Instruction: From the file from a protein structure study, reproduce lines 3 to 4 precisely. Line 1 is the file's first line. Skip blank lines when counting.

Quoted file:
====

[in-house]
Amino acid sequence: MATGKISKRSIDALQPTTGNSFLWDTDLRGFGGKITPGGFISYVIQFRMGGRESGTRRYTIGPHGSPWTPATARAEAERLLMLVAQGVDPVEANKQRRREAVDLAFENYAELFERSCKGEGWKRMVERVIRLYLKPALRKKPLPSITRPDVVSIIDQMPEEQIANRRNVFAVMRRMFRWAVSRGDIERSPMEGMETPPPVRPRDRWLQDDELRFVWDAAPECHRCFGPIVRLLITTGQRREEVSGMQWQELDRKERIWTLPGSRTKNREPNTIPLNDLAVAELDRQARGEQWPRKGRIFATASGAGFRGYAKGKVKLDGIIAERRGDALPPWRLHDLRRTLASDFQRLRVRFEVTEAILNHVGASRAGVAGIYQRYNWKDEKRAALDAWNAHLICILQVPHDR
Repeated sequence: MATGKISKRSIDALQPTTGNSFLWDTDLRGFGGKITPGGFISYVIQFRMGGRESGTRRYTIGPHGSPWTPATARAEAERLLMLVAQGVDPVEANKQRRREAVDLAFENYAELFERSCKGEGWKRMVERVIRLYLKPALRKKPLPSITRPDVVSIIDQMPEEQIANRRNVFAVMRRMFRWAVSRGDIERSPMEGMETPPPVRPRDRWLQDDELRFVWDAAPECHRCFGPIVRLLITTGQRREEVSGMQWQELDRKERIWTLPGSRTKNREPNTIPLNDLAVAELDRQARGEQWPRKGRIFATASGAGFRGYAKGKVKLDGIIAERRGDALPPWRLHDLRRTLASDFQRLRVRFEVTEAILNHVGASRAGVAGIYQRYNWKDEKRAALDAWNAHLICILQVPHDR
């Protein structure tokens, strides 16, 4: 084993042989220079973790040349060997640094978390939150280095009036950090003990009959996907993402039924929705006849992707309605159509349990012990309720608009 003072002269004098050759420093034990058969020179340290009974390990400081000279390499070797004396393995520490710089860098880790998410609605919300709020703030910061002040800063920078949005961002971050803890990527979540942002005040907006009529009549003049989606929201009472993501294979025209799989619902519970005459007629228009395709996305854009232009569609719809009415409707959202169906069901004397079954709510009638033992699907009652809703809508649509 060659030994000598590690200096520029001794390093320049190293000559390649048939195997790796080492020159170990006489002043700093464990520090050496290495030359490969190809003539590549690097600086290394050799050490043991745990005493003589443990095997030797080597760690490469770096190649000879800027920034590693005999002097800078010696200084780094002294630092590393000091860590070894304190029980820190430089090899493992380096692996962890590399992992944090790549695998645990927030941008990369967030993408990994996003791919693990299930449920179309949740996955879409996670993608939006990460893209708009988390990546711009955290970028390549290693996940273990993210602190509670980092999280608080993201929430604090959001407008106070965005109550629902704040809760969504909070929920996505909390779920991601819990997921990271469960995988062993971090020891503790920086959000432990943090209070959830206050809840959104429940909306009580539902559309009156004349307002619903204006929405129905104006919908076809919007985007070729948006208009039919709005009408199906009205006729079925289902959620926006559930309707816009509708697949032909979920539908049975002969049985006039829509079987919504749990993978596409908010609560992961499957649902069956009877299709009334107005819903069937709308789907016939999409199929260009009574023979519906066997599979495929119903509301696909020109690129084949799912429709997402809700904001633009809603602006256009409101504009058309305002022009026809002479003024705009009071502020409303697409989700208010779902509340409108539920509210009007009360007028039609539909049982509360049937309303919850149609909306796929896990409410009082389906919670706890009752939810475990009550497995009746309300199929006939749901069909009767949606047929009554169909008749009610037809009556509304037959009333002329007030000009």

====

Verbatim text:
Repeated sequence: MATGKISKRSIDALQPTTGNSFLWDTDLRGFGGKITPGGFISYVIQFRMGGRESGTRRYTIGPHGSPWTPATARAEAERLLMLVAQGVDPVEANKQRRREAVDLAFENYAELFERSCKGEGWKRMVERVIRLYLKPALRKKPLPSITRPDVVSIIDQMPEEQIANRRNVFAVMRRMFRWAVSRGDIERSPMEGMETPPPVRPRDRWLQDDELRFVWDAAPECHRCFGPIVRLLITTGQRREEVSGMQWQELDRKERIWTLPGSRTKNREPNTIPLNDLAVAELDRQARGEQWPRKGRIFATASGAGFRGYAKGKVKLDGIIAERRGDALPPWRLHDLRRTLASDFQRLRVRFEVTEAILNHVGASRAGVAGIYQRYNWKDEKRAALDAWNAHLICILQVPHDR
């Protein structure tokens, strides 16, 4: 084993042989220079973790040349060997640094978390939150280095009036950090003990009959996907993402039924929705006849992707309605159509349990012990309720608009 003072002269004098050759420093034990058969020179340290009974390990400081000279390499070797004396393995520490710089860098880790998410609605919300709020703030910061002040800063920078949005961002971050803890990527979540942002005040907006009529009549003049989606929201009472993501294979025209799989619902519970005459007629228009395709996305854009232009569609719809009415409707959202169906069901004397079954709510009638033992699907009652809703809508649509 060659030994000598590690200096520029001794390093320049190293000559390649048939195997790796080492020159170990006489002043700093464990520090050496290495030359490969190809003539590549690097600086290394050799050490043991745990005493003589443990095997030797080597760690490469770096190649000879800027920034590693005999002097800078010696200084780094002294630092590393000091860590070894304190029980820190430089090899493992380096692996962890590399992992944090790549695998645990927030941008990369967030993408990994996003791919693990299930449920179309949740996955879409996670993608939006990460893209708009988390990546711009955290970028390549290693996940273990993210602190509670980092999280608080993201929430604090959001407008106070965005109550629902704040809760969504909070929920996505909390779920991601819990997921990271469960995988062993971090020891503790920086959000432990943090209070959830206050809840959104429940909306009580539902559309009156004349307002619903204006929405129905104006919908076809919007985007070729948006208009039919709005009408199906009205006729079925289902959620926006559930309707816009509708697949032909979920539908049975002969049985006039829509079987919504749990993978596409908010609560992961499957649902069956009877299709009334107005819903069937709308789907016939999409199929260009009574023979519906066997599979495929119903509301696909020109690129084949799912429709997402809700904001633009809603602006256009409101504009058309305002022009026809002479003024705009009071502020409303697409989700208010779902509340409108539920509210009007009360007028039609539909049982509360049937309303919850149609909306796929896990409410009082389906919670706890009752939810475990009550497995009746309300199929006939749901069909009767949606047929009554169909008749009610037809009556509304037959009333002329007030000009």